Dr. Eulenberg is a linguist and computer scientist in the Department of Communicative Sciences and Disorders (CSD) and the African Studies Center. He studied at the Massachusetts Institute of Technology (BS, Humanities and Science, 1964); Harvard University (MA, Linguistics, 1967); and University of California, San Diego (PhD, Linguistics, 1972). At Stanford University (1969-72), he taught theoretical linguistics and both Hausa and Kiswahili, the most widely spoken languages of West Africa and East Africa, respectively.
In 1972, Dr. Eulenberg joined MSU in the Linguistics Department and the African Studies Center. Soon after his arrival, Dr. Eulenberg helped establish the Artificial Language Laboratory (ALL) in the Computer Science Department. The ALL has focused on a multidisciplinary program of research and service in the application of technology to the needs of persons experience severe communicative and/or sensory disabilities. The ALL also collaborated with the Telecommunication Department (now TISM) in ground-breaking research in two-way cable communication.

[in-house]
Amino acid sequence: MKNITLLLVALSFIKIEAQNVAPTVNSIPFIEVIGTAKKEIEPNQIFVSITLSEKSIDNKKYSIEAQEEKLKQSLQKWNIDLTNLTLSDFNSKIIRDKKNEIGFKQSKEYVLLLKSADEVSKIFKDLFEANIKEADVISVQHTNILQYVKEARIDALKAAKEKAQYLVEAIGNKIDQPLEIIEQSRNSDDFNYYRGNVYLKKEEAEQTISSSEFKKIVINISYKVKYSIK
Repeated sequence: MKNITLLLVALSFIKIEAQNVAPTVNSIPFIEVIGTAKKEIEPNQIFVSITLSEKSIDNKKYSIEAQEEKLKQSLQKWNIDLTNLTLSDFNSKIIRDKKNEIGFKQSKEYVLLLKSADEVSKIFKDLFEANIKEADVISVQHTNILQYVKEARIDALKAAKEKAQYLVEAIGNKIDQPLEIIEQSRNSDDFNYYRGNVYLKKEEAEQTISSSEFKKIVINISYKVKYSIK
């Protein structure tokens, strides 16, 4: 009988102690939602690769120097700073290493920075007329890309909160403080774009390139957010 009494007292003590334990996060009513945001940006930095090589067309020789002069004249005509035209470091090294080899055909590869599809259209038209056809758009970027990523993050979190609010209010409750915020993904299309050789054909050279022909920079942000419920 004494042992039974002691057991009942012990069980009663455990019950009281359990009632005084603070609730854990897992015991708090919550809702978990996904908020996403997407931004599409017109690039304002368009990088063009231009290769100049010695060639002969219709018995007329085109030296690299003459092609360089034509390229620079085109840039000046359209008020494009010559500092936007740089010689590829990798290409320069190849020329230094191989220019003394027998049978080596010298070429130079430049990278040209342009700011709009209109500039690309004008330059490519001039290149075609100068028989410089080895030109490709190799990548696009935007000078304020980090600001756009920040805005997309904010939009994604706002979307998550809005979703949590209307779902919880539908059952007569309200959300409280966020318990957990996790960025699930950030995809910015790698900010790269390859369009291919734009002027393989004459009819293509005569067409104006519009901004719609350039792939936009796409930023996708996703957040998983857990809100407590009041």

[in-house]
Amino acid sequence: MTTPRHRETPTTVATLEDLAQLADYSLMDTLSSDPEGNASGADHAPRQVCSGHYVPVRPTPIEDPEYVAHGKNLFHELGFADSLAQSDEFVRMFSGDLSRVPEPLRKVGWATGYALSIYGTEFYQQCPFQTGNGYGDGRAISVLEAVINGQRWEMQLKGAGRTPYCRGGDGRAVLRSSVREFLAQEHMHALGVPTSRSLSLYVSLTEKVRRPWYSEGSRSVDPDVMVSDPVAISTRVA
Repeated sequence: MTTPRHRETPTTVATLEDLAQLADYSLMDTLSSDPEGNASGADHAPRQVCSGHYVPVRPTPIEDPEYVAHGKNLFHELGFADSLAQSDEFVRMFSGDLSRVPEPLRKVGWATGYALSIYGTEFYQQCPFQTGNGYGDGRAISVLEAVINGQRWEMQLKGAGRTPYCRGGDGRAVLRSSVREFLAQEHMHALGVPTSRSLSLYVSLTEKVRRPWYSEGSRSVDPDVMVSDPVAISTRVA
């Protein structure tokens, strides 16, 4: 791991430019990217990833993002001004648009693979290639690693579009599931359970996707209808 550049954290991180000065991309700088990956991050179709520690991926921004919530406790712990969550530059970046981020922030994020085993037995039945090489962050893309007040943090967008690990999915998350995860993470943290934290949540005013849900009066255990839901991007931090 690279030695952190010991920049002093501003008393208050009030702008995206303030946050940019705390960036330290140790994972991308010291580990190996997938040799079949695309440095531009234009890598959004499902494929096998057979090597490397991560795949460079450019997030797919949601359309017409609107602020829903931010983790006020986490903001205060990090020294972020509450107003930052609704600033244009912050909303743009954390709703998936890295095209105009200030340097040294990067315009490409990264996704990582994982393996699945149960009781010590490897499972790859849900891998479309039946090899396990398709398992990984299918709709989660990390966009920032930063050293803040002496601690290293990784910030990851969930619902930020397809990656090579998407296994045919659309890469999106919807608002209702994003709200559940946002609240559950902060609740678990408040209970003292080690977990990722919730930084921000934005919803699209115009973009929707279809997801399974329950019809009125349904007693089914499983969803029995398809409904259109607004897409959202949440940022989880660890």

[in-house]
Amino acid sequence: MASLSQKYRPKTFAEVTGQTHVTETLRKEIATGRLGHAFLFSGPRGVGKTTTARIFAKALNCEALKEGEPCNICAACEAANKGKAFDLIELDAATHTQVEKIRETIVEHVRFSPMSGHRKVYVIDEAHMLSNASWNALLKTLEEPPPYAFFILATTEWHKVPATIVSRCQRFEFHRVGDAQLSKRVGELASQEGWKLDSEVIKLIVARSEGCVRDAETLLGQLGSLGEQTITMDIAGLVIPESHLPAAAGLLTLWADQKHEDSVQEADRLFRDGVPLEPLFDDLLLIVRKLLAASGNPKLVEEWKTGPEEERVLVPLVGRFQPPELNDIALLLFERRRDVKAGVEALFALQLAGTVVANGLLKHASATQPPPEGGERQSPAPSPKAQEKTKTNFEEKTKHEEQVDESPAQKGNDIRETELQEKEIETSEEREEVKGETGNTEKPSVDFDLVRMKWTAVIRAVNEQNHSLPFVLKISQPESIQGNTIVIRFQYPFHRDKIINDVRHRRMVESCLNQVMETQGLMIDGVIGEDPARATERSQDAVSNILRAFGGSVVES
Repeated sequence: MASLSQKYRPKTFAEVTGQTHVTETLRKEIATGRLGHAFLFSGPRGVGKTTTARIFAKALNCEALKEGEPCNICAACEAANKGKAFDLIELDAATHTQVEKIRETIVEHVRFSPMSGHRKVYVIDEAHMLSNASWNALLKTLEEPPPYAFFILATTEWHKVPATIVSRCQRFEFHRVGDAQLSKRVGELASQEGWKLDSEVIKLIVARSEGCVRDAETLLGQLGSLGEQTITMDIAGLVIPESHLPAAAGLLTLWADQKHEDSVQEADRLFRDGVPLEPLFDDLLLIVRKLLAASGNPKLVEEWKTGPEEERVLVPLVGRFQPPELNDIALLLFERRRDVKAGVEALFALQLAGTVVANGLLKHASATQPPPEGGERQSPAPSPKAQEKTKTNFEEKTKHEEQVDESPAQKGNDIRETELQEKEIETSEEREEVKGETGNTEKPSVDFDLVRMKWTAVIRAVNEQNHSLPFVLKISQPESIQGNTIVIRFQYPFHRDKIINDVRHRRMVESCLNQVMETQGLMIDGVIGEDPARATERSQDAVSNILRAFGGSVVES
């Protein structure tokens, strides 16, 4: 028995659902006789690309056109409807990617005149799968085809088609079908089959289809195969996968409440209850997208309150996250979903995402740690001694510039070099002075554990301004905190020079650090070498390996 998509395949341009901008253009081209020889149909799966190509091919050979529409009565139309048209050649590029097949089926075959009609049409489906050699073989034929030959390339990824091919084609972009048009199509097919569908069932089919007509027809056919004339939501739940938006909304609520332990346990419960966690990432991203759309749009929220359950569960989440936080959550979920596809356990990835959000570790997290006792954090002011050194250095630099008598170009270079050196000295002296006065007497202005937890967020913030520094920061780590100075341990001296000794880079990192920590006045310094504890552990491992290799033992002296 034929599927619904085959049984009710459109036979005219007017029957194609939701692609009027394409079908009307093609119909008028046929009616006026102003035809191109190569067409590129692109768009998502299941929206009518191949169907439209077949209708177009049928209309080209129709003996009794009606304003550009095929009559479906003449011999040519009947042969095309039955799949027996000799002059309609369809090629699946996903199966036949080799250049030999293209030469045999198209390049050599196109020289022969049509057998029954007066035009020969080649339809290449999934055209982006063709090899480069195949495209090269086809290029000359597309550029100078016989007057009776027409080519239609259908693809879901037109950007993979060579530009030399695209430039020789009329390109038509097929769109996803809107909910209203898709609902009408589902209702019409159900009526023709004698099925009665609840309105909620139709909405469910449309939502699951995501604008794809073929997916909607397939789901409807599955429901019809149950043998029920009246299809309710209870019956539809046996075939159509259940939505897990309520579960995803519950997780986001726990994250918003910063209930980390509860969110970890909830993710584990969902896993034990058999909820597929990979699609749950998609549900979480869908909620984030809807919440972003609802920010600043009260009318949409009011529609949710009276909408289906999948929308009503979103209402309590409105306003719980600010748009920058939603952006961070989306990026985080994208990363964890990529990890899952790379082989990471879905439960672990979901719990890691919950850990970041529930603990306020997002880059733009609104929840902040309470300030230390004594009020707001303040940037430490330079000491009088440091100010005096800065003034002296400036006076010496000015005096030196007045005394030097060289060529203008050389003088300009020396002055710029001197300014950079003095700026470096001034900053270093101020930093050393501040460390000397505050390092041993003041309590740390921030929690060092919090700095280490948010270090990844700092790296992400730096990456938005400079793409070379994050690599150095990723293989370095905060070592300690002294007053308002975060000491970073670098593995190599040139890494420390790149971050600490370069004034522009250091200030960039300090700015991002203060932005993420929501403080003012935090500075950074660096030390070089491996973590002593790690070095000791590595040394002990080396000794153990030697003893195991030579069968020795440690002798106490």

In 1983 Dr. Eulenberg and the ALL moved to the Departments of Telecommunication (now TISM) and Audiology and Speech Sciences (now CSD). In these departments he has taught courses in telecom technology, phonetics, and augmentative communication. Dr. Eulenberg co-founded the International Society for Augmentative and Alternative Communication (ISAAC). He is co-inventor with Stephen Blosser of the SCATIR switch, an intelligent sensing device for persons with severe physical limitations. The switch was awarded a patent in 2007 and now is licensed by MSU for sale throughout the world. Dr. Eulenberg’s current research areas include augmentative communication and Afro-Asiatic linguistics. Recent work has focused on personalized text-to-speech systems, applications of computer gaming technology in rehabilitation, and theoretical approaches to computer-mediated gesture language.